Friday, September 23, 2016

Ingrate's Syndrome

"Gandhi is overrated."
"Gandhi's contributions are grossly exaggerated."
"Gandhiji didn't win us freedom. It was a natural outcome."

Statements like these are overrated, grossly exaggerated and often blurted out by individuals who don't get the price of freedom but somehow seem to enjoy it way too naturally. For several reasons, actually. The most pertinent being the truth that somebody didn't read up a lot. But that didn't stop them from cultivating absurd opinion about a person who accomplished far more than humanly possible. We are talking about someone who created the idea of a nation-state in us. Before he happened, people were happy looking out for themselves. There was nothing Indian about us. Bombaywallahs cared for Bombay while Madrasis were happy worrying only about Madras and the Punjabis about Punjab... The script pretty much remains the same for other provinces and presidencies as well. (The Revolt of 1857 wasn't India's First War of Independence; it was merely a series of underplanned revolts. Period.) What Gandhi managed to do, over the decades, was inculcate the idea that we too can have a nation of our own. A nation where people could be together under one umbrella. It was a massive project and he was our first national leader and so far, our last national leader. No one since his death could call himself a national leader. Nope, not even Nehru, whose shortsightedness in lingual matters made him a figure of mistrust in the South. It's been almost seven decades and we are yet to find Gandhi's replacement. Going by the standards of politicians our society offers, that pedestal is going to stay vacant for a long(er) while. Discrediting others is a common desi trait but the plot gets thicker when people who are benefiting from the seeds sown about a century ago do it. Seeds that were sown by a man who could peek into the future. A man who travelled far and wide to grasp what kind of people we really are. A man who didn't care for taking the credit for a job well done. No wonder you don't see him releasing pigeons into the sky in the pictures celebrating our independence. He had bigger things to do: mitigate the effects of riots at the border.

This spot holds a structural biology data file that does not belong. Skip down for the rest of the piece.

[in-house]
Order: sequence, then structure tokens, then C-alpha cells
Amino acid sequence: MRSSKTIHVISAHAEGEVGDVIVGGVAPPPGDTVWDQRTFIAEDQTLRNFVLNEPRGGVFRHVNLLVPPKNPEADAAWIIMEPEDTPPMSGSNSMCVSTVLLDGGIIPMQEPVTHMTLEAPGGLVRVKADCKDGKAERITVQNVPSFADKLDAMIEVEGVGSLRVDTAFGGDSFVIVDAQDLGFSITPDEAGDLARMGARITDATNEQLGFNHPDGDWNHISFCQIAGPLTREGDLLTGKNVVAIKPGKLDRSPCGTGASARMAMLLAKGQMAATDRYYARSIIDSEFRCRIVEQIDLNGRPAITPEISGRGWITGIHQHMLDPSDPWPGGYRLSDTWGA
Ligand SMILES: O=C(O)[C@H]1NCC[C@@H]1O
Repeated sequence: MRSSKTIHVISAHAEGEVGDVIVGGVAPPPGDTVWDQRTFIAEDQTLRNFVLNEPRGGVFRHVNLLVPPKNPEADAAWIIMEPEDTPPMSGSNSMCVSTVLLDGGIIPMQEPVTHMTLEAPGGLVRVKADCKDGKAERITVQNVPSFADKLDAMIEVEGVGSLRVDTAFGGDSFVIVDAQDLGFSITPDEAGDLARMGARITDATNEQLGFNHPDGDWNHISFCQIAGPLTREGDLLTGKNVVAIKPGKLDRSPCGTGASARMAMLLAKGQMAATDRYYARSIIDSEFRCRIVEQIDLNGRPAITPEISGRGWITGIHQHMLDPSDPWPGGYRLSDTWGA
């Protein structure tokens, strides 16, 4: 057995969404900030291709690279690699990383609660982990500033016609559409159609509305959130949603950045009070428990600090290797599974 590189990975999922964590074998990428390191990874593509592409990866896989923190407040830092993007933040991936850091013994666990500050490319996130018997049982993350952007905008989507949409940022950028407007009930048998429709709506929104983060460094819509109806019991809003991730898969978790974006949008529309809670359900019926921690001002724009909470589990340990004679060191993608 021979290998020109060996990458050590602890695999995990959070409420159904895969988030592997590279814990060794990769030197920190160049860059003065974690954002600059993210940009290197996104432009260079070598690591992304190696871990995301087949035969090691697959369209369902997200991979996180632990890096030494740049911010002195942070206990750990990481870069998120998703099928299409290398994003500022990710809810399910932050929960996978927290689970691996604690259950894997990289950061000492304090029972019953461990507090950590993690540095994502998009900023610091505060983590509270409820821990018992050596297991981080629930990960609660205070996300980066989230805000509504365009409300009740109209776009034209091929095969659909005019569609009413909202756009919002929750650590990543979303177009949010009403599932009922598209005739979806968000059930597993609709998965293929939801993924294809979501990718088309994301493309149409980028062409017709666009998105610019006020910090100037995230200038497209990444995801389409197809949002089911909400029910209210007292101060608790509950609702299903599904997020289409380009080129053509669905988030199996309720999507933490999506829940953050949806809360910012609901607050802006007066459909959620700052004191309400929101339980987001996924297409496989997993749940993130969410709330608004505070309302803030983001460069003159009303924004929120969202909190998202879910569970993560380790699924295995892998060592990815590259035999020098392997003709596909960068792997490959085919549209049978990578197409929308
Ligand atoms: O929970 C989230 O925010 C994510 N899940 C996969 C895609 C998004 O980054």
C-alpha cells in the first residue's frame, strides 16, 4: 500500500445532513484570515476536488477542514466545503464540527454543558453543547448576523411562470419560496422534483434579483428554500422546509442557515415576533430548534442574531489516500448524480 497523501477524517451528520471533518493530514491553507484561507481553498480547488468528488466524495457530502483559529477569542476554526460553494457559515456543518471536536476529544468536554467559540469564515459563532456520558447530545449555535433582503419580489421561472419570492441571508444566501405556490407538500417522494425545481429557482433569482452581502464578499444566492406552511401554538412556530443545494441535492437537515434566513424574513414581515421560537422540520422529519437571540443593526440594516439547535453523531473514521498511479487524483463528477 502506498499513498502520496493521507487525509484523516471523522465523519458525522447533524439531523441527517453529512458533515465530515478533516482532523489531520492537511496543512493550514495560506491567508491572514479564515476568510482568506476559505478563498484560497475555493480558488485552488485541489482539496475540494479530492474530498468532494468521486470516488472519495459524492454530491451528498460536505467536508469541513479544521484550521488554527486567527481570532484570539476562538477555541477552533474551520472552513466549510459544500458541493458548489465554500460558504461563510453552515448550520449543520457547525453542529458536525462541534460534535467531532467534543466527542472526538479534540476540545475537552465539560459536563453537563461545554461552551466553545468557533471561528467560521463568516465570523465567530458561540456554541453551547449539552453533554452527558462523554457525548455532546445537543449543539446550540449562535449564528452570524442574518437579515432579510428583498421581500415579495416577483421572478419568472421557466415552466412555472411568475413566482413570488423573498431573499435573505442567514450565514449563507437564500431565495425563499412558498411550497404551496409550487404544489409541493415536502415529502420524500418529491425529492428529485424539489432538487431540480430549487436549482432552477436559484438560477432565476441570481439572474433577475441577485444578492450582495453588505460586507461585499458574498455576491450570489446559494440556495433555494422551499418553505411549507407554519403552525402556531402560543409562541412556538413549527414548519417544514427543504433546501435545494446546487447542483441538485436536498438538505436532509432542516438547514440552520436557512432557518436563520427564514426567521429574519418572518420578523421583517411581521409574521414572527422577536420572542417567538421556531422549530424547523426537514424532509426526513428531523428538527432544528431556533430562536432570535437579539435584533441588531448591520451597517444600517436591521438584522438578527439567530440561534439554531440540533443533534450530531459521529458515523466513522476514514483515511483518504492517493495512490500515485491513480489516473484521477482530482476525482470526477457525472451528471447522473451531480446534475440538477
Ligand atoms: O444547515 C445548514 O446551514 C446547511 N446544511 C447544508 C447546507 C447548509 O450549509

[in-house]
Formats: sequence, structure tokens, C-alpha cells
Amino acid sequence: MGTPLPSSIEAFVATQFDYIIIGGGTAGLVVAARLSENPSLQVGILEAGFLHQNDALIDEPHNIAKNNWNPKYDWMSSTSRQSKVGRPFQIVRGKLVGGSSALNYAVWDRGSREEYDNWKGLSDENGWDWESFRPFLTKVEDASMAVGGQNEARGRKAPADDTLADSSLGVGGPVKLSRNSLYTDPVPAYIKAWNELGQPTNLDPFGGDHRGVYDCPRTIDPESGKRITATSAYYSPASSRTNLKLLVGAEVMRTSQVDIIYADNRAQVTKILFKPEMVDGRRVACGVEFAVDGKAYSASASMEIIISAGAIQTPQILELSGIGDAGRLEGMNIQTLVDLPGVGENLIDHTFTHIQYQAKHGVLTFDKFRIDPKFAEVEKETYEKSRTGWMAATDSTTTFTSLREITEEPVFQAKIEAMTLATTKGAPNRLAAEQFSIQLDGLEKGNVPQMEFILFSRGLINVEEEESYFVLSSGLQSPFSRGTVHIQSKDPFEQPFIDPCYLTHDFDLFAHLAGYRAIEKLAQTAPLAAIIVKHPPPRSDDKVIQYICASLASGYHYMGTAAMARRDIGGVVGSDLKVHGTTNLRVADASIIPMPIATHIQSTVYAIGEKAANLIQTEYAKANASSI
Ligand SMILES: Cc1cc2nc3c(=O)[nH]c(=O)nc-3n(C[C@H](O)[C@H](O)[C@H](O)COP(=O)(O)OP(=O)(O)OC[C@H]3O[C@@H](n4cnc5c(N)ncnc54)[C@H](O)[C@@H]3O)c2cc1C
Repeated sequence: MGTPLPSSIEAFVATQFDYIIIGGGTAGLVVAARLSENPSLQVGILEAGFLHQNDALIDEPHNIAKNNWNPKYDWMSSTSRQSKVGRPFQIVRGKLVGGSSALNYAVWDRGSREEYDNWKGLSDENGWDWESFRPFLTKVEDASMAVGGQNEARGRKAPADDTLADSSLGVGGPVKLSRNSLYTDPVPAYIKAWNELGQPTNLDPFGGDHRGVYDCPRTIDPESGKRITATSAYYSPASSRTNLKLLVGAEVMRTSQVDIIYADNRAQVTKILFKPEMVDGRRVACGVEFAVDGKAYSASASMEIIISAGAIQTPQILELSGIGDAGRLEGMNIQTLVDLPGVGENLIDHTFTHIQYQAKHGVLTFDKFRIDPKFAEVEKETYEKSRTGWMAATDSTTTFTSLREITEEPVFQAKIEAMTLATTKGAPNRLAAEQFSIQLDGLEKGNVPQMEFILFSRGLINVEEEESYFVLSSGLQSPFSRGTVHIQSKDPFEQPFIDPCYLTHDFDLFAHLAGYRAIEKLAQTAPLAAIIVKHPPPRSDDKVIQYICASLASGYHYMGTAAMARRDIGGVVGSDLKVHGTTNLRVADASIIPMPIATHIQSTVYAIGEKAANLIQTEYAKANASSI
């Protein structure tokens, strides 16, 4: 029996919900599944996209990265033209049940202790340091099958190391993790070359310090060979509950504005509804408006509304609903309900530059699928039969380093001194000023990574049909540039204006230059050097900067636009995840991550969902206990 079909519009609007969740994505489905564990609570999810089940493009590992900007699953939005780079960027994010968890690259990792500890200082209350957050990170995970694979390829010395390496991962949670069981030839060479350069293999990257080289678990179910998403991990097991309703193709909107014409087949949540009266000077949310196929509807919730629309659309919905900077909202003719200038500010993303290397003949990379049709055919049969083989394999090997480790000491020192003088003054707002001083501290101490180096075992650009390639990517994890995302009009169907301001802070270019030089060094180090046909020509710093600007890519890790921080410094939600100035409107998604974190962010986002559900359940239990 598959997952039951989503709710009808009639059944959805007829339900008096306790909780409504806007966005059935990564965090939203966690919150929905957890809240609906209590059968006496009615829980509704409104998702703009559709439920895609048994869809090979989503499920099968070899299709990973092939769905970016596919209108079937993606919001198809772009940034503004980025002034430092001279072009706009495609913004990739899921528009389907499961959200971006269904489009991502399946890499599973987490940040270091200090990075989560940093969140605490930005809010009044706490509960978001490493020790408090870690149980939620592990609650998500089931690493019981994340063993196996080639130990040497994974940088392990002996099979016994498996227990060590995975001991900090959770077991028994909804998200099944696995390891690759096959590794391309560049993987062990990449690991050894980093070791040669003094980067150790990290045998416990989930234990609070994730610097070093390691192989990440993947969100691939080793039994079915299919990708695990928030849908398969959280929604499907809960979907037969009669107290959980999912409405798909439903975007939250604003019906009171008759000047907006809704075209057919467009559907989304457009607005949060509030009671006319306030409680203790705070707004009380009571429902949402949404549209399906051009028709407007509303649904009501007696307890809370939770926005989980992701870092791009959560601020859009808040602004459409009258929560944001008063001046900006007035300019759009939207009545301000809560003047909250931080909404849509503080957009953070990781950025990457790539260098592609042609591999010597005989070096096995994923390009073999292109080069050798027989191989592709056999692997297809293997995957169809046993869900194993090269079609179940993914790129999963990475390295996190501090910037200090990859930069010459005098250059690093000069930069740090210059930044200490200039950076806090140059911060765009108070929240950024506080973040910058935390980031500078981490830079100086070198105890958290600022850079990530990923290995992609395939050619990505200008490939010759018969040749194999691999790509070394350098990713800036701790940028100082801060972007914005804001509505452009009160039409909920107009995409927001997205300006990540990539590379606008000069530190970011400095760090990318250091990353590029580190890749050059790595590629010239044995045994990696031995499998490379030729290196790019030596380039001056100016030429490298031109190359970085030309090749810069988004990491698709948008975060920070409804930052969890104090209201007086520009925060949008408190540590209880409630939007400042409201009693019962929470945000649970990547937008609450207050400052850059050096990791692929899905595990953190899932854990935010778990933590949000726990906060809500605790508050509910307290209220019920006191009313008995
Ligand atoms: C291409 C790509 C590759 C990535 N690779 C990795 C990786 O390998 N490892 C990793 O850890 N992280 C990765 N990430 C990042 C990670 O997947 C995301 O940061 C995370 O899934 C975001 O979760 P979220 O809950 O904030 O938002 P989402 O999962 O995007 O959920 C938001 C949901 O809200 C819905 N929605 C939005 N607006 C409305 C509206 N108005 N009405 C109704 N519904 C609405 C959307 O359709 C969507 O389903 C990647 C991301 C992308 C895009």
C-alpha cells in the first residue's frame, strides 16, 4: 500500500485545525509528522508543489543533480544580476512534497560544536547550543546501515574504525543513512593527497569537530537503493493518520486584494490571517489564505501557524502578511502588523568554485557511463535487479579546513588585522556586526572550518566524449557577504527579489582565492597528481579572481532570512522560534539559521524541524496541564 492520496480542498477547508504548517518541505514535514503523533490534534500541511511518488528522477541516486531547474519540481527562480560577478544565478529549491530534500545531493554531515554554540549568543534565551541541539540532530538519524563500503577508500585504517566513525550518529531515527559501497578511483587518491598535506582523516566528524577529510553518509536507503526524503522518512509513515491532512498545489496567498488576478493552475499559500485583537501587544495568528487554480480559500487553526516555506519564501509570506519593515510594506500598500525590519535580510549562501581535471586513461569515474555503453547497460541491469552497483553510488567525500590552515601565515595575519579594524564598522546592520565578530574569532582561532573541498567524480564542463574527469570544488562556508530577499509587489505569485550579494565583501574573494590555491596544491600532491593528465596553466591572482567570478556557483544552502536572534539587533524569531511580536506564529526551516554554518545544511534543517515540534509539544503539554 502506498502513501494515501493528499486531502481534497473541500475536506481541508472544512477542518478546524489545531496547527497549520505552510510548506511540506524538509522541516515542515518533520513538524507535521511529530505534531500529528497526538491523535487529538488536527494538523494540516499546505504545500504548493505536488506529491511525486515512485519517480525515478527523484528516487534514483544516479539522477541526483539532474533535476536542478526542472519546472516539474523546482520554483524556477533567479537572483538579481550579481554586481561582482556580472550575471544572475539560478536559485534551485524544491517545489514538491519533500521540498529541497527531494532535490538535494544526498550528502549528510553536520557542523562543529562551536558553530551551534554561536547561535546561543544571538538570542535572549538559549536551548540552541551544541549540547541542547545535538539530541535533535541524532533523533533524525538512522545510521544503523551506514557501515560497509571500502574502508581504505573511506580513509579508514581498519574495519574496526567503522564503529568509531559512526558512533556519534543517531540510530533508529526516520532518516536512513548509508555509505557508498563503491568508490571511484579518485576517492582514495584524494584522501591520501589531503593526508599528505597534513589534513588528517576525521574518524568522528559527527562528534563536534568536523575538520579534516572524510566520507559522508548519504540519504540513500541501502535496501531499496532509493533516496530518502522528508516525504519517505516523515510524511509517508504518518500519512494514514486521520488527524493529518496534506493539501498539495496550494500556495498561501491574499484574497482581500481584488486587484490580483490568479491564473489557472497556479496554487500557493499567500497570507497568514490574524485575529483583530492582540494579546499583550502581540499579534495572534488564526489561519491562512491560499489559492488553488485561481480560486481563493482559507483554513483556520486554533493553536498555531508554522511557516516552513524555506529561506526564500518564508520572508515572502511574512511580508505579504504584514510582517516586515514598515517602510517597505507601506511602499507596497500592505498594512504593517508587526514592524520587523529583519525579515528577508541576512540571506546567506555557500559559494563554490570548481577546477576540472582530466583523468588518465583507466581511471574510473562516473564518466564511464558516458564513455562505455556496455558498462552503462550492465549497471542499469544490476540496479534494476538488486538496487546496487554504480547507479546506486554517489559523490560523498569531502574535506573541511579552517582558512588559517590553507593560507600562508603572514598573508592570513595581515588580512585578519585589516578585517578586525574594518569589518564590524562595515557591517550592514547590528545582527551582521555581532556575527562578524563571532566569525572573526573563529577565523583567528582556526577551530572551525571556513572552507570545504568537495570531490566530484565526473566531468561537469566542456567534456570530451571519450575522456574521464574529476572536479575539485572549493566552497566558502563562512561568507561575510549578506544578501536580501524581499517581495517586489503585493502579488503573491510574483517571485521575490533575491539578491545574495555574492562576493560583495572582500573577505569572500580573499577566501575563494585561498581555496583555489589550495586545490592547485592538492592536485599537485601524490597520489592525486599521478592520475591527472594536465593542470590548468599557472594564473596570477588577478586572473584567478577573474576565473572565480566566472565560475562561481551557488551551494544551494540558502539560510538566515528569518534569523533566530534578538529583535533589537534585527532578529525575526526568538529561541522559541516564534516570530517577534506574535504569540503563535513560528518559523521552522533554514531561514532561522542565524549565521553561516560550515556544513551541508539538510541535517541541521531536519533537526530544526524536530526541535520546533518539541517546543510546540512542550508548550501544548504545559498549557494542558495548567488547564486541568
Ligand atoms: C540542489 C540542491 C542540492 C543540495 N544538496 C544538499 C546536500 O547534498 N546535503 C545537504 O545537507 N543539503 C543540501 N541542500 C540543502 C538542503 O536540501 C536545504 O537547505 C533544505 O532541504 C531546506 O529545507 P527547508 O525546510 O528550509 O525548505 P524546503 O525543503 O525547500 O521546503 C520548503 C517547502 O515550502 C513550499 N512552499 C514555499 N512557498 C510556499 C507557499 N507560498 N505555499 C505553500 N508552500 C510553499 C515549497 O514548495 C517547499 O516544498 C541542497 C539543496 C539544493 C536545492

The next time people around you spew historic crap, try to remind them that they are being ungrateful. It's like saying Dhoni didn't win us the World Cup (or Messi can't win Argentina the World Cup in the future) because we clearly know how important a captain is to the team. Similarly, freedom is not a candy to be bought from a store. It's a long, strenuous process which takes enormous fortitude and patience. The journey only gets wilder without a leader because keeping people together is a headache-y task. (If you're a manager who is responsible for even 10 people, you'd understand the analogy here.) Fortunately, we had a great leader in Mr. Gandhi whether we take it upon ourselves to give credit where it's due or become a nation of ingrates that is too commitment-phobic to stick to the facts.

PS. It's hard to imagine the likes of Nehru, Ambedkar, Jinnah and Bhagat Singh sprouting without Gandhiji's influence as all these great figures (and many more) got directed towards independence struggle because of an old man with a stick.

1 comment:

Anonymous said...

Remembered one of your old one
Which books do you suggest to know more of our national leader